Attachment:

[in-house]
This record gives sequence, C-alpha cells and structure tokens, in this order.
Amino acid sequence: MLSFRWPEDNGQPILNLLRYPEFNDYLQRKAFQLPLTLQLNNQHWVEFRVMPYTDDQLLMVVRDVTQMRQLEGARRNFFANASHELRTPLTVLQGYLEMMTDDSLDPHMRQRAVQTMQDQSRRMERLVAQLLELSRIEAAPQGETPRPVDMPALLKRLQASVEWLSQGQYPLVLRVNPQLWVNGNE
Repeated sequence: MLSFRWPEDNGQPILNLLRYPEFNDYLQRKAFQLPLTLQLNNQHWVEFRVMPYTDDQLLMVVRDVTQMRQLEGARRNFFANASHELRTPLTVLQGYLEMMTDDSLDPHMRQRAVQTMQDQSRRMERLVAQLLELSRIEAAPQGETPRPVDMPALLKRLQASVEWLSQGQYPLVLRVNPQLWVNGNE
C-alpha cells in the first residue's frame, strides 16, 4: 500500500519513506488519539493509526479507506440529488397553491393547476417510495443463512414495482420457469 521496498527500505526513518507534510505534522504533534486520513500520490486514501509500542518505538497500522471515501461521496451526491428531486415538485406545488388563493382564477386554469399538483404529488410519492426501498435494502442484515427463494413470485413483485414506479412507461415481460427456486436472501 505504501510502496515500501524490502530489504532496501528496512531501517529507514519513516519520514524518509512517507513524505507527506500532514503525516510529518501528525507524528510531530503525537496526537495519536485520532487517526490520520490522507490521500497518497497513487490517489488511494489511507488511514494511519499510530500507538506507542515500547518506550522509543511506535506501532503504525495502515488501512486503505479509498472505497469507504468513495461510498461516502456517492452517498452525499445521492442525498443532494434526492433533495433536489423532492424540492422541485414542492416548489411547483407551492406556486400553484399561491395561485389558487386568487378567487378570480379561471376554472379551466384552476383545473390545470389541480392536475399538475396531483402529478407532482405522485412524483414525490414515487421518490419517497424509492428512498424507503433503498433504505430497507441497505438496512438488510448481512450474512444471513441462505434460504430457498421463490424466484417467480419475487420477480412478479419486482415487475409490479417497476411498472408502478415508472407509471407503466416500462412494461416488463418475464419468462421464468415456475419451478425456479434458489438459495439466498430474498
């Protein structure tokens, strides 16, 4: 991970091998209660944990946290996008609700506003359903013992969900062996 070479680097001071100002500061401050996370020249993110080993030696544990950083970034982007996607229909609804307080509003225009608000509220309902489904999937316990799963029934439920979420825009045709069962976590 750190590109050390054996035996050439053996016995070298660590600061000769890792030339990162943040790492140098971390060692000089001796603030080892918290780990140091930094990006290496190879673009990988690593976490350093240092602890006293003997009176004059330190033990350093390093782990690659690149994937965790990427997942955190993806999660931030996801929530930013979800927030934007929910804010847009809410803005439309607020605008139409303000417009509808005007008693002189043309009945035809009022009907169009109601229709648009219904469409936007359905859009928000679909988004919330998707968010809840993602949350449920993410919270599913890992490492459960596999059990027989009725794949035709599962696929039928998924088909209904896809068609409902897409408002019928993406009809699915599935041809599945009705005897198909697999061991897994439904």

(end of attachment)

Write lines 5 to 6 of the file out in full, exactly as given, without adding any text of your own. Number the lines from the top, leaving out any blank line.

C-alpha cells in the first residue's frame, strides 16, 4: 500500500519513506488519539493509526479507506440529488397553491393547476417510495443463512414495482420457469 521496498527500505526513518507534510505534522504533534486520513500520490486514501509500542518505538497500522471515501461521496451526491428531486415538485406545488388563493382564477386554469399538483404529488410519492426501498435494502442484515427463494413470485413483485414506479412507461415481460427456486436472501 505504501510502496515500501524490502530489504532496501528496512531501517529507514519513516519520514524518509512517507513524505507527506500532514503525516510529518501528525507524528510531530503525537496526537495519536485520532487517526490520520490522507490521500497518497497513487490517489488511494489511507488511514494511519499510530500507538506507542515500547518506550522509543511506535506501532503504525495502515488501512486503505479509498472505497469507504468513495461510498461516502456517492452517498452525499445521492442525498443532494434526492433533495433536489423532492424540492422541485414542492416548489411547483407551492406556486400553484399561491395561485389558487386568487378567487378570480379561471376554472379551466384552476383545473390545470389541480392536475399538475396531483402529478407532482405522485412524483414525490414515487421518490419517497424509492428512498424507503433503498433504505430497507441497505438496512438488510448481512450474512444471513441462505434460504430457498421463490424466484417467480419475487420477480412478479419486482415487475409490479417497476411498472408502478415508472407509471407503466416500462412494461416488463418475464419468462421464468415456475419451478425456479434458489438459495439466498430474498
């Protein structure tokens, strides 16, 4: 991970091998209660944990946290996008609700506003359903013992969900062996 070479680097001071100002500061401050996370020249993110080993030696544990950083970034982007996607229909609804307080509003225009608000509220309902489904999937316990799963029934439920979420825009045709069962976590 750190590109050390054996035996050439053996016995070298660590600061000769890792030339990162943040790492140098971390060692000089001796603030080892918290780990140091930094990006290496190879673009990988690593976490350093240092602890006293003997009176004059330190033990350093390093782990690659690149994937965790990427997942955190993806999660931030996801929530930013979800927030934007929910804010847009809410803005439309607020605008139409303000417009509808005007008693002189043309009945035809009022009907169009109601229709648009219904469409936007359905859009928000679909988004919330998707968010809840993602949350449920993410919270599913890992490492459960596999059990027989009725794949035709599962696929039928998924088909209904896809068609409902897409408002019928993406009809699915599935041809599945009705005897198909697999061991897994439904």